I wrote the first tank gotcha post back in 2011 when we tried to fill our aluminum propane tanks, only to be told that they needed re-certification as they were over 10 years old. Since at the time I couldn’t find anyone to do the re-certification, we had to buy new tanks.
Imagine my dismay when I found that the replacement tanks we got were already long dated—by 6, 5 and 4 years—meaning we only had 4 years before the oldest “new” tank would need re-certification.
Well, that day arrived this spring and so I once again began looking for a place to get the tanks re-certified. Which wasn’t really all that hard—I just went to a company that specializes in propane services. (Why didn’t I think of that last time?)
Anyway, it turns out that finding a recertification guy (RG) is actually the easy part. The hard part is that getting the bronze valve out of the aluminum tank is, at best, a 50-50 proposition, with stripping the threads, thereby rendering the tank useless, the negative outcome. And replacing the valve is exactly what is required by law, at least in Canada, to get a tank re-certified.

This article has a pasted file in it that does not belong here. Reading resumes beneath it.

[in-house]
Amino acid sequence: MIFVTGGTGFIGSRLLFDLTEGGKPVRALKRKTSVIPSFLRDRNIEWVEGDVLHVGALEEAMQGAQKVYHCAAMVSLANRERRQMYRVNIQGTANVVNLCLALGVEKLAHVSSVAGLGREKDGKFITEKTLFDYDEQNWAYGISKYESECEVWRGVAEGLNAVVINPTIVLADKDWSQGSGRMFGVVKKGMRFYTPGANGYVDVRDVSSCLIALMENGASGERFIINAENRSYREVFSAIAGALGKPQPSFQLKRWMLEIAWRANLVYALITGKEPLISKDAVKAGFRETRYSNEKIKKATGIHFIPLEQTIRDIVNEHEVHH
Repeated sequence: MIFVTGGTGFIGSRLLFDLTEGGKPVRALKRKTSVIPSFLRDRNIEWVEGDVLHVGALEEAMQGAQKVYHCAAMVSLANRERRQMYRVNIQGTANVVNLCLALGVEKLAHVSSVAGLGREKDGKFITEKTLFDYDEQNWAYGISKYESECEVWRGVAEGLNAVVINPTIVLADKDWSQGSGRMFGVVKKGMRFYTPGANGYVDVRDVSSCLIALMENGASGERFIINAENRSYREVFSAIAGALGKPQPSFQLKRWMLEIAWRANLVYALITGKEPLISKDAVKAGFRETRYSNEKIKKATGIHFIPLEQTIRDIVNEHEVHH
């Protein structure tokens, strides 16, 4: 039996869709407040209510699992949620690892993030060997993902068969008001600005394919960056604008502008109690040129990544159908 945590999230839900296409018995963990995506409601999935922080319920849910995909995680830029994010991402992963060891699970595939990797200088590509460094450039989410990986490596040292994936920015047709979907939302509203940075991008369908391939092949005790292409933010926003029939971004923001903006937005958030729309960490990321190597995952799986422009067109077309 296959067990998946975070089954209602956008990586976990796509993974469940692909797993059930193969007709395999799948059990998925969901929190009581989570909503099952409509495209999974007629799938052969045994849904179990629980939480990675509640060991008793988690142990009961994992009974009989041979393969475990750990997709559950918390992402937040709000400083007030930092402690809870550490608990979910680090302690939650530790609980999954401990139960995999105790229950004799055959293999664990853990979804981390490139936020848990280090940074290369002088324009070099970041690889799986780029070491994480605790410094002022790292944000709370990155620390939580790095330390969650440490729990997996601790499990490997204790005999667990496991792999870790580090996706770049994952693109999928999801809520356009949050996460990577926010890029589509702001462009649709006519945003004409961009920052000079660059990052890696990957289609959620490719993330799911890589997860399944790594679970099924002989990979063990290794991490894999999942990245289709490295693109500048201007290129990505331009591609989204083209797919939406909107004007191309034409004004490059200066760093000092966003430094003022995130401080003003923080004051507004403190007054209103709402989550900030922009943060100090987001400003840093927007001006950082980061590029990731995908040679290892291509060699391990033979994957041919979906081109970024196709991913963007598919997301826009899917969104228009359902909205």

So what happened, you ask? Yup, you got it, the threads stripped and we are now on the hook for a new tank after only 4 years of use from the old “new” one. Which is not even slightly financially or environmentally funny or friendly. We asked RG if he could source it but, sadly, his suppliers don’t carry the type we need (sigh).
Now, interestingly, RG told us that manufacturers actually pre-date stamp the tanks by 6 months to ensure that the tanks aren’t long dated before they reach the buyer. And, if they are long dated, they are usually sold at a discount. Which makes me wonder how we got a tank that was already 6 years old? It also makes me wonder why we were charged full price? Do you think that maybe marine suppliers are getting the tanks at a discount because they are long dated and selling them on to ignorant mariners for the full price?
Whatever the answer to that last question, we have no choice but to source these tanks through a marine supplier; however, this time, older and wiser, we are going to have a chat about date stamps before we order the tanks—and then refuse to accept them if they are long dated.
We suggest you do the same.